WASHINGTON, Jan 16 (Reuters) - Rail operators may route some fuel shipments around urban areas and slow down trains carrying some dangerous deliveries in the wake of a recent spate of fiery derailments, the U.S. Secretary of Transportation said on Thursday.
Secretary Anthony Foxx said that after several mishaps, the oil industry has committed to share what it knows about the dangers of crude produced in North Dakota’s Bakken region.
“I was heartened to hear the industry say to us that they have a strong and vested interest in the safety of material being transported around the country,” Foxx told reporters in a conference call after a two-hour meeting with leaders of the oil and rail industries.
A spate of explosive derailments, including one in Quebec last July which killed 47 people, has led to concerns over the safety of shipping crude oil by rail.
That shipment originated in Bakken, as did two others that derailed with uncommon force in recent months and have drawn regulator scrutiny.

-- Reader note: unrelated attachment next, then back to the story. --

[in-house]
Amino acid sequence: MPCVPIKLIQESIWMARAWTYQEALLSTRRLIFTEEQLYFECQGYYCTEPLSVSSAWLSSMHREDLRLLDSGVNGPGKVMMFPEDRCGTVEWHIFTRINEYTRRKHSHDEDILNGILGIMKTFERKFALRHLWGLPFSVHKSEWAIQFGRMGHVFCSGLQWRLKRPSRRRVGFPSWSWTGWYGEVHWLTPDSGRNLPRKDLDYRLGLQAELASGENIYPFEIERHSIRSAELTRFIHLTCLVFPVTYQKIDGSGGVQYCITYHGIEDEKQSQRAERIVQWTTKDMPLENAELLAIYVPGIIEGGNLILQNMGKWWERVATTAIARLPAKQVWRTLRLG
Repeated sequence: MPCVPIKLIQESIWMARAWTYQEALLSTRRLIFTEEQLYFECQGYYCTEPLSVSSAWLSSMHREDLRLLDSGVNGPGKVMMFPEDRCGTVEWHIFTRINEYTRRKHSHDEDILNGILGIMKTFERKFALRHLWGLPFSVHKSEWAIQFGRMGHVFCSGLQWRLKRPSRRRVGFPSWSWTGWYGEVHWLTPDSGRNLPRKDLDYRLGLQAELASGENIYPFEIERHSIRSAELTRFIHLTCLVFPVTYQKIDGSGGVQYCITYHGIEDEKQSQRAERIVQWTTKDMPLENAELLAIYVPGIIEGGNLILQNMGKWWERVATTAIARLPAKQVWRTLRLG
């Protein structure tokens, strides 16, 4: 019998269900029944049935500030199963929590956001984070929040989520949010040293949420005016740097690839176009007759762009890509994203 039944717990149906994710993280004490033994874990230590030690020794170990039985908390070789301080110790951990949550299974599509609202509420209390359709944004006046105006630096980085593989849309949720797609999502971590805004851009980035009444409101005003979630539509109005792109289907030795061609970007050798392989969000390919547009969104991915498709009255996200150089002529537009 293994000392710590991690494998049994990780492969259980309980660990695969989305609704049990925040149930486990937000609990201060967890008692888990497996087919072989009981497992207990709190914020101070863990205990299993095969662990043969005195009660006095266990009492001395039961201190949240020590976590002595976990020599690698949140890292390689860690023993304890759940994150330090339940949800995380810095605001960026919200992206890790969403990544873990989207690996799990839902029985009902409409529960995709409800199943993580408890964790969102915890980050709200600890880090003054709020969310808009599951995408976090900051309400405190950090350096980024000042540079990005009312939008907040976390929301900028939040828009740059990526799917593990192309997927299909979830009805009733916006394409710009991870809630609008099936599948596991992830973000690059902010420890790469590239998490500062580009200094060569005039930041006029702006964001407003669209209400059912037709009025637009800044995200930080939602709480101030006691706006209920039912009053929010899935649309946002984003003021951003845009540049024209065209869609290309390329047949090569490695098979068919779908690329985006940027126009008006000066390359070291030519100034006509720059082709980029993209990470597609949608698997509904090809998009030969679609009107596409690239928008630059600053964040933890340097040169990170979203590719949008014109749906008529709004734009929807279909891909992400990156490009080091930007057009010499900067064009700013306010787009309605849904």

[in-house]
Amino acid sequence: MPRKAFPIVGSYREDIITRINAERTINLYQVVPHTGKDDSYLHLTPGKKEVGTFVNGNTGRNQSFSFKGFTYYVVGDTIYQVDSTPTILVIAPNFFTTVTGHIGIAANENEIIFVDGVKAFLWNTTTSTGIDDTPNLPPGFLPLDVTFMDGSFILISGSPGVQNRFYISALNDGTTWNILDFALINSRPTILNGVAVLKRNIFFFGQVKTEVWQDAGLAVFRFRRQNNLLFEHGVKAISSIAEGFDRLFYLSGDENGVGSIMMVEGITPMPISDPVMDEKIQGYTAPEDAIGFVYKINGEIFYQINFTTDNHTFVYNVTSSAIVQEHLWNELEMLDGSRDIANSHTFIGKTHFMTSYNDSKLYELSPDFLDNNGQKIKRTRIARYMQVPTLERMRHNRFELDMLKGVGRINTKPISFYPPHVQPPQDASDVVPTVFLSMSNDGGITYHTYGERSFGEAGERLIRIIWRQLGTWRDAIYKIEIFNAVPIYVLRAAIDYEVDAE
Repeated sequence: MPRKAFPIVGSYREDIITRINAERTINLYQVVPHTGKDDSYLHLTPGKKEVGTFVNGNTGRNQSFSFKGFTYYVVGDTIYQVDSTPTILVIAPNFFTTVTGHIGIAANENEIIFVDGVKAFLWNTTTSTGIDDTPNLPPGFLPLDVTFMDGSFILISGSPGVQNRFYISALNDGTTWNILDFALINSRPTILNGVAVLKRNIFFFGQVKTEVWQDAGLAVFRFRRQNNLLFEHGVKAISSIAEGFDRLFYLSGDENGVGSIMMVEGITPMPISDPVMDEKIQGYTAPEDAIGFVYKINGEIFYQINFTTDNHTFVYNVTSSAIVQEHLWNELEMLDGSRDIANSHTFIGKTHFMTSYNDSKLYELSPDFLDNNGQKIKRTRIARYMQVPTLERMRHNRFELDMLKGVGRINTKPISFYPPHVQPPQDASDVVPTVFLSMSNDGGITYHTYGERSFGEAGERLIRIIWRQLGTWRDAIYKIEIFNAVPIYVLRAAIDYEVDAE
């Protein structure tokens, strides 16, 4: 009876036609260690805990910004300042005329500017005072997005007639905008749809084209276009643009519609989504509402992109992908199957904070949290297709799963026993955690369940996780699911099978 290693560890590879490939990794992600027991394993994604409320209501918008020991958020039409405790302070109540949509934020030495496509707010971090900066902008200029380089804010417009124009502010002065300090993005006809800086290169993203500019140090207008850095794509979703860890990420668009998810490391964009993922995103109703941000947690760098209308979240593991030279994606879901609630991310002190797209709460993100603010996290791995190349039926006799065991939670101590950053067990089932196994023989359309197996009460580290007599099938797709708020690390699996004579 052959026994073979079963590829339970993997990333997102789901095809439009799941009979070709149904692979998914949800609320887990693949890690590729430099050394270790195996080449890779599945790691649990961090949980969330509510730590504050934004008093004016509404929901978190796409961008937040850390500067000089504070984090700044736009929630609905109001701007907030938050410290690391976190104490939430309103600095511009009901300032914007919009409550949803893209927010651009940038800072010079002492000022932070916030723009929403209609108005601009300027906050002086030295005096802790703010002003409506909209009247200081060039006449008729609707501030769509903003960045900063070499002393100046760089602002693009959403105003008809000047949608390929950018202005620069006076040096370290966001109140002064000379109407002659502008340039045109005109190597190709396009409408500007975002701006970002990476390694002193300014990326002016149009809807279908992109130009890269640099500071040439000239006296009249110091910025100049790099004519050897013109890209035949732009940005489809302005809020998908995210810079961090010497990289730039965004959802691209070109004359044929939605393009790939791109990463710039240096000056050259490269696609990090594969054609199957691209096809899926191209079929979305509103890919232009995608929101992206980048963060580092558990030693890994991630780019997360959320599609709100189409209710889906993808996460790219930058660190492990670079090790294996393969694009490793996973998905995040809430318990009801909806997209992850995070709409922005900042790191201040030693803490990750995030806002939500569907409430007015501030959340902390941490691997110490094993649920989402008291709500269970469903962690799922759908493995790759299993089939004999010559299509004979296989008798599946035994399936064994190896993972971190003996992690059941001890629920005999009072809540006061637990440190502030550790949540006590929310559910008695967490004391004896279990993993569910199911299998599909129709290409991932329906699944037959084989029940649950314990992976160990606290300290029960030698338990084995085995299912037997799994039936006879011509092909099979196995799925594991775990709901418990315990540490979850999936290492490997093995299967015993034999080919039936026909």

“Everyone in the energy supply chain has a role to play in safety and there are many ideas on the table,” said Holly Arthur, spokeswoman for the American Association of Railroads which represents track owners.
AAR has urged regulators to set tougher tank car safety rules while the petroleum industry has faulted the railroads for not doing more to keep trains on the tracks.
The process for writing new rules could go on for months as regulators digest the views of stakeholders and clear bureaucratic hurdles, officials have said.
For many producers, moving crude oil on railcars has been the preferred means of bringing the product to refineries.
Some 71 percent of all oil produced in North Dakota was transported by rail in November, or around 800,000 barrels per day, according to the state’s Pipeline Authority.
That compares with 500,000 bpd transported in November 2012, when 58 percent of the oil had been transported by rail.
In recent weeks, regulators have sampled crude oil at wellheads and train loading stations in North Dakota to try and understand why that fuel seems more prone to explode than other types of crude.
Cynthia Quarterman, who oversees dangerous train shipments as administrator of the Pipeline and Hazardous Materials Safety Administration (PHMSA), said on Thursday that officials should know more within days about the makeup of that fuel. (Reporting by Patrick Rucker and Timothy Gardner)